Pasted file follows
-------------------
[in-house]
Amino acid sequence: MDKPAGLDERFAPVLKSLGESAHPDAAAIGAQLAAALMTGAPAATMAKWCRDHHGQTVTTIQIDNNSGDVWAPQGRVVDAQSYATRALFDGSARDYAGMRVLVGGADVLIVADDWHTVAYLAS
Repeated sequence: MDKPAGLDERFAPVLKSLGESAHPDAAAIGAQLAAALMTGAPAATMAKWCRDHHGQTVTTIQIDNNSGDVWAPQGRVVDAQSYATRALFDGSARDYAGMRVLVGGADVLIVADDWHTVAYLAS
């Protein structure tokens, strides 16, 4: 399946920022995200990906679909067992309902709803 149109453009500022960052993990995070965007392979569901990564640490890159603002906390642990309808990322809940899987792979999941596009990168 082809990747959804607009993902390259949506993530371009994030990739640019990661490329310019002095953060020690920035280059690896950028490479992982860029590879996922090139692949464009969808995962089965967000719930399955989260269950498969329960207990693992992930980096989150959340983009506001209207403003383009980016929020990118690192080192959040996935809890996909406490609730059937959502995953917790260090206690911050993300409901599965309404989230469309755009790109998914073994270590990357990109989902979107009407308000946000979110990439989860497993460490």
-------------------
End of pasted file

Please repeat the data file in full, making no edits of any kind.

[in-house]
Amino acid sequence: MDKPAGLDERFAPVLKSLGESAHPDAAAIGAQLAAALMTGAPAATMAKWCRDHHGQTVTTIQIDNNSGDVWAPQGRVVDAQSYATRALFDGSARDYAGMRVLVGGADVLIVADDWHTVAYLAS
Repeated sequence: MDKPAGLDERFAPVLKSLGESAHPDAAAIGAQLAAALMTGAPAATMAKWCRDHHGQTVTTIQIDNNSGDVWAPQGRVVDAQSYATRALFDGSARDYAGMRVLVGGADVLIVADDWHTVAYLAS
């Protein structure tokens, strides 16, 4: 399946920022995200990906679909067992309902709803 149109453009500022960052993990995070965007392979569901990564640490890159603002906390642990309808990322809940899987792979999941596009990168 082809990747959804607009993902390259949506993530371009994030990739640019990661490329310019002095953060020690920035280059690896950028490479992982860029590879996922090139692949464009969808995962089965967000719930399955989260269950498969329960207990693992992930980096989150959340983009506001209207403003383009980016929020990118690192080192959040996935809890996909406490609730059937959502995953917790260090206690911050993300409901599965309404989230469309755009790109998914073994270590990357990109989902979107009407308000946000979110990439989860497993460490």